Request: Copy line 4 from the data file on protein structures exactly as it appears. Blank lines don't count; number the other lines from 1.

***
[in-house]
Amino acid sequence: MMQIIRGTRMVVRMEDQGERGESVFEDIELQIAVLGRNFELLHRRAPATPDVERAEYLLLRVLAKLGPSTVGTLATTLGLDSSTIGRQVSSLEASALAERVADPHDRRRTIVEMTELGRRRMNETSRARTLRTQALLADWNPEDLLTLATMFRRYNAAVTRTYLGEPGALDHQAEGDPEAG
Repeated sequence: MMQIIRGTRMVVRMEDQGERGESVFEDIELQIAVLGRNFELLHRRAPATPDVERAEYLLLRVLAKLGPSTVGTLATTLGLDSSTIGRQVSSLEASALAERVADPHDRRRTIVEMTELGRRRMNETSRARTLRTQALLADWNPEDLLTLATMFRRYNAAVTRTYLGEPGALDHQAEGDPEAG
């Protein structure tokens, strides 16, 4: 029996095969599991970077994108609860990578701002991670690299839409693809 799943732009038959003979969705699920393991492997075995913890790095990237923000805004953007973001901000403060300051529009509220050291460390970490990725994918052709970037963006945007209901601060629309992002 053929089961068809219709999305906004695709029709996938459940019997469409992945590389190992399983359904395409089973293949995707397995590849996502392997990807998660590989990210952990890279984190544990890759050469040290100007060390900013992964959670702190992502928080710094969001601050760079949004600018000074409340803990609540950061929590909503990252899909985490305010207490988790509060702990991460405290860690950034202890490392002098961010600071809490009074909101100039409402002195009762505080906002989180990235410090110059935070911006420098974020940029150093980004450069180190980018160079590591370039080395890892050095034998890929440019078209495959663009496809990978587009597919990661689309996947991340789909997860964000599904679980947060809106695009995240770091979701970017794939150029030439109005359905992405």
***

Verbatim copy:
């Protein structure tokens, strides 16, 4: 029996095969599991970077994108609860990578701002991670690299839409693809 799943732009038959003979969705699920393991492997075995913890790095990237923000805004953007973001901000403060300051529009509220050291460390970490990725994918052709970037963006945007209901601060629309992002 053929089961068809219709999305906004695709029709996938459940019997469409992945590389190992399983359904395409089973293949995707397995590849996502392997990807998660590989990210952990890279984190544990890759050469040290100007060390900013992964959670702190992502928080710094969001601050760079949004600018000074409340803990609540950061929590909503990252899909985490305010207490988790509060702990991460405290860690950034202890490392002098961010600071809490009074909101100039409402002195009762505080906002989180990235410090110059935070911006420098974020940029150093980004450069180190980018160079590591370039080395890892050095034998890929440019078209495959663009496809990978587009597919990661689309996947991340789909997860964000599904679980947060809106695009995240770091979701970017794939150029030439109005359905992405």